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Adansonia digitata, more commonly known as Baobab tree is an instantly recognisable figure of African landscape. Standing proud, this species of tree is often referred to as the ‘upside-down tree’ because it looks as though it’s been planted with it’s roots sticking up!
The Baobab tree, often referred to as ‘the tree of life’
A few facts and figures…
- carbon dating indicates that the Baobab tree can live to be 3,000 years old
- the Baobab can reach the dizzy heights of 16 to 98 ft or 5 to 30 metres
- trunk diameter measures between 23 to 36 ft or 7 to 11 metres
- the vast trunk is capable of holding around 120,000 litres of water
- the trunk is smooth and shiny and and pink/grey or copper coloured
- an ancient hollow Baobab tree in Zimbabwe is large enough to shelter 40 people inside the trunk
- Baobabs are deciduous, it’s without leaf for much of the year
- out of the nine species of baobab tree, two are native to Africa’s mainland and six are native to Madagasca (the remaining species can be found
- in the Arabian Peninsula and Australia
- common names include ‘boab’, ‘boaboa’, ‘bottle tree’, ‘the tree of life’, ‘upside-down tree’, and ‘monkey bread tree’.
Baobabs have been made good use of… as a shop, house, storage barn, bus shelter and even a prison!
The baobab has successfully created its very own ecosystem… supporting many creatures from the tiny insects which scurry around in the crevices, the birds which nest in its branches, baboons which feed on the fruit, fruit bats and bush babies take the nectar and pollinate the flowers to the larger mammals… elephants have been known to consume a whole tree!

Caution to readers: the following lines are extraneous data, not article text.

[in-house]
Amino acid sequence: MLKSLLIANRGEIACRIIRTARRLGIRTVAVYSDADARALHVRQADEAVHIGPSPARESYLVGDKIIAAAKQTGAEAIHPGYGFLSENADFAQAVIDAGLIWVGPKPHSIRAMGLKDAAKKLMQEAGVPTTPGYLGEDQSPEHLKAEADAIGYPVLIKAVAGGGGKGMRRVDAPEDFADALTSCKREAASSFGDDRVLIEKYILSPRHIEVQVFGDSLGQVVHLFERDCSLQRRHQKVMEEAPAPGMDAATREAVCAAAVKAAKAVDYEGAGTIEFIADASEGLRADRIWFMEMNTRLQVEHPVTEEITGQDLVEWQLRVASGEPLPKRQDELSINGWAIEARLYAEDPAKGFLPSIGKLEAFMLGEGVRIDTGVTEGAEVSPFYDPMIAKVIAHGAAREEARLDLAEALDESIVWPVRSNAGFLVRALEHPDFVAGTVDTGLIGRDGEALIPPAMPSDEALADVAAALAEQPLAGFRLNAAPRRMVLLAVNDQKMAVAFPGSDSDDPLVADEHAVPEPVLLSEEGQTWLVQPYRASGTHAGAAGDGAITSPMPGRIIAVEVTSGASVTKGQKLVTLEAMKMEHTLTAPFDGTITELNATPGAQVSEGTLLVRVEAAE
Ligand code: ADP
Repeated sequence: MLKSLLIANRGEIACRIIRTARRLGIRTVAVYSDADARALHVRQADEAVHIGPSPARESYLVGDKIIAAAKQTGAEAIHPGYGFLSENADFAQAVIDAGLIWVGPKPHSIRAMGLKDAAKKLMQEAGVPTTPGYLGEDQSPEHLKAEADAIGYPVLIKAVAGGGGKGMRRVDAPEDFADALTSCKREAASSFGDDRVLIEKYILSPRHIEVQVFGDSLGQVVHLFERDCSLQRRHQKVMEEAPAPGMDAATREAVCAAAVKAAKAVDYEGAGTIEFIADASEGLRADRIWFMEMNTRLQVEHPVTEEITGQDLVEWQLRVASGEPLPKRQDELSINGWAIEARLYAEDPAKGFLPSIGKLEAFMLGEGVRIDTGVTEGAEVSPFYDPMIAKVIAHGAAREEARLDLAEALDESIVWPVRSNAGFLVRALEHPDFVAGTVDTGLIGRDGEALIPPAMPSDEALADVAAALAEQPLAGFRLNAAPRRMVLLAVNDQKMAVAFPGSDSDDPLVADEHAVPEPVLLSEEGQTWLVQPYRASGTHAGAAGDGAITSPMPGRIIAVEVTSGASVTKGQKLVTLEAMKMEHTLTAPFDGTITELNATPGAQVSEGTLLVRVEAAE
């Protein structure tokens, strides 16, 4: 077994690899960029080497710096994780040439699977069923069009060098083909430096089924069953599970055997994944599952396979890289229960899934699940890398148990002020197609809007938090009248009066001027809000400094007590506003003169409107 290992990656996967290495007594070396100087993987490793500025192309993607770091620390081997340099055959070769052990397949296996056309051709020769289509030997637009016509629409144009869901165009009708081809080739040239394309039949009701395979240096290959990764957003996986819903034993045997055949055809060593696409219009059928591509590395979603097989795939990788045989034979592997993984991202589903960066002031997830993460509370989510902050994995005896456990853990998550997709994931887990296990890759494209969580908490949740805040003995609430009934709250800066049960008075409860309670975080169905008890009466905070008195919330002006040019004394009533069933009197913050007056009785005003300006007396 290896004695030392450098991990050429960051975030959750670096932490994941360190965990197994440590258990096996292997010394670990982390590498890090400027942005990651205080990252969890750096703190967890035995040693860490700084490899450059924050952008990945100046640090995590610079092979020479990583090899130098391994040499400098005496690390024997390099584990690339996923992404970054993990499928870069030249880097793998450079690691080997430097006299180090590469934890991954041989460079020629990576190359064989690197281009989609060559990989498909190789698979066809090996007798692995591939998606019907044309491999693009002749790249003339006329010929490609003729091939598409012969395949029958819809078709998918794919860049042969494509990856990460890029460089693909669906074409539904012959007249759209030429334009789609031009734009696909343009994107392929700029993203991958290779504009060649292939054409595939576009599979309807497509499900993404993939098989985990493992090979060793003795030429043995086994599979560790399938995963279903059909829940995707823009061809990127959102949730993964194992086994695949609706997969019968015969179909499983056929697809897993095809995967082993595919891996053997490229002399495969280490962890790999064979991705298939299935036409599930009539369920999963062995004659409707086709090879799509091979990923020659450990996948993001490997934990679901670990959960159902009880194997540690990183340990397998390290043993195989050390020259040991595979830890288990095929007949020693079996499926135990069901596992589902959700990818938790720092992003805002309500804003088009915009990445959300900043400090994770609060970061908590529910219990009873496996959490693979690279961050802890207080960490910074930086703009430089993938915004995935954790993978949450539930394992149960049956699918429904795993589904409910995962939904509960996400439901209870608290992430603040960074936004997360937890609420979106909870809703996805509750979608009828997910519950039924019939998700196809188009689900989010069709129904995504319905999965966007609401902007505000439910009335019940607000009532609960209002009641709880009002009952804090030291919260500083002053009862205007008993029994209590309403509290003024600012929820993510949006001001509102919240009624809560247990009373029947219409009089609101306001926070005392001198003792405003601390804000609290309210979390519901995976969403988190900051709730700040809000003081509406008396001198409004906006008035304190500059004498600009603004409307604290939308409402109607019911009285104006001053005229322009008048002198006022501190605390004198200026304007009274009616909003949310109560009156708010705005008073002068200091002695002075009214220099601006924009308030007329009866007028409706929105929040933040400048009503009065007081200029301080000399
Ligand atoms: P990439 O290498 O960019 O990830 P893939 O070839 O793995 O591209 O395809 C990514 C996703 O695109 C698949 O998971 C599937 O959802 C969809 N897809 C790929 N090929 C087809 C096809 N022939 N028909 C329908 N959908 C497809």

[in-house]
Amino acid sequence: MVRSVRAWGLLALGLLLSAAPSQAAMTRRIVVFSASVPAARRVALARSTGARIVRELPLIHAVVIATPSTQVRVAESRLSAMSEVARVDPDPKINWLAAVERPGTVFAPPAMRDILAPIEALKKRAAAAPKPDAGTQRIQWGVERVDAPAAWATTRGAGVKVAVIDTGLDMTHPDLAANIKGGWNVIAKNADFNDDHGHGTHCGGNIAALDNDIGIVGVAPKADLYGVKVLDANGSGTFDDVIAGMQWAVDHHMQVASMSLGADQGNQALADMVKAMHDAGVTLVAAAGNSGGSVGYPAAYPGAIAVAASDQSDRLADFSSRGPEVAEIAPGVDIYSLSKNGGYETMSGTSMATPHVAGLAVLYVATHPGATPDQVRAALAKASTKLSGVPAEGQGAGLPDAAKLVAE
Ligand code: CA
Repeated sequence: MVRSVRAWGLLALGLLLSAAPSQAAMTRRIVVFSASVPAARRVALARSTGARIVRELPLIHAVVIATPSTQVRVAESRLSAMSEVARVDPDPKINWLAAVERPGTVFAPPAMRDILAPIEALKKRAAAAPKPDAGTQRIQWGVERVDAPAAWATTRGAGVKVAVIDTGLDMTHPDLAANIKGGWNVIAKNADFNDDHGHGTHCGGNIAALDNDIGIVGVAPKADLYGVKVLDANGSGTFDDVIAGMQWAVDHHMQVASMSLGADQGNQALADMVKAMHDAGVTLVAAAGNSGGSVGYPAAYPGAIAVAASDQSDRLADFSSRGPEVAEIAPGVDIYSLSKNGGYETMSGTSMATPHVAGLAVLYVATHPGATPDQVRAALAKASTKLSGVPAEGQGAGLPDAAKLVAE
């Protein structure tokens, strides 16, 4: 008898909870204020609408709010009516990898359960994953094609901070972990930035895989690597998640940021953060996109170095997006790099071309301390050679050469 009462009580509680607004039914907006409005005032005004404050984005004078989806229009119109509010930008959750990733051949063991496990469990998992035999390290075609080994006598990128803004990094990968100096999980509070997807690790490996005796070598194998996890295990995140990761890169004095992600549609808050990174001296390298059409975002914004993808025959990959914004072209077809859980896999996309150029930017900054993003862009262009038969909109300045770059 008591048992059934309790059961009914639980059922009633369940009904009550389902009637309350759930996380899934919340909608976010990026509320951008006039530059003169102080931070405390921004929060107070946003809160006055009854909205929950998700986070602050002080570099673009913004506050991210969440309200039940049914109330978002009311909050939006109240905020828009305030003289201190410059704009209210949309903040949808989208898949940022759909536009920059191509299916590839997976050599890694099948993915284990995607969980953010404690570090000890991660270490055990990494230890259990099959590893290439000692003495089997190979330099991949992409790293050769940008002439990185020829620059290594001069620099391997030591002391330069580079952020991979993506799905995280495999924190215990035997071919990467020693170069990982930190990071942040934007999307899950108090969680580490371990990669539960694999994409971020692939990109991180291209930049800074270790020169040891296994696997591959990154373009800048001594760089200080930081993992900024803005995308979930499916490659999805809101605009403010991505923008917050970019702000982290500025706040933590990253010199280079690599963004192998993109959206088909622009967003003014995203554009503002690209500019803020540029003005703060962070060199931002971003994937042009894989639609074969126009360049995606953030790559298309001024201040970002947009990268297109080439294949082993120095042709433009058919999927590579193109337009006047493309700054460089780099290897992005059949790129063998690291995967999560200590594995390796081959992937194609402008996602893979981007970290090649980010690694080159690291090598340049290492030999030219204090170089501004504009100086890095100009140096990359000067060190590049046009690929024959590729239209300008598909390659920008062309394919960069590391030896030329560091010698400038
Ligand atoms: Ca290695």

Baobabs are very resilient… even if affected by fire and have their bark stripped off, new bark will form and the tree with continue to grow. When they die they tend to rot from inside and just collapse – all thats left are the fibres…. some people believe that they have just disappeared!
The baby Baobab tree… has a very different appearance to a mature baobab – it’s the belief of the Bushmen that the tree doesn’t follow the same growth pattern as other trees but instead and crashes to the ground when fully grown and disappears. Perhaps that’s why they’re considered to be magic trees.
Fruit and flowers… the large whitish flowers of the baobab tree open at night. The Baobab’s fruit can be roasted and ground up to make a coffee-like beverage, the fruit measures up to 12 inches or 30 cms in length.
The bark of the baobab… is used to make rope, strings for musical instruments, baskets, cloth and paper and the leaves are edible and like spinach once boiled, they are also used for medicinal purposes to treat asthma, insect bites and bladder and kidney conditions. Glue is even made from the pollen.
Did you know… in Modjadjiskloof, Limpopo in South Africa stands the Sunland ‘Big Baobab’ famous because it’s the widest baobab tree in the world – this Big Baobab is carbon dated to be over 1 700 years old!
Majestic baobabs on the northern border of the Makgadikgadi Pans National Park lies Nxai Pan National Park, home to millennia-old baobab trees
Discover the Avenue of the Baobab in Madagascar
We’ve added another Jacaranda photo to our Trees of Southern Africa Album.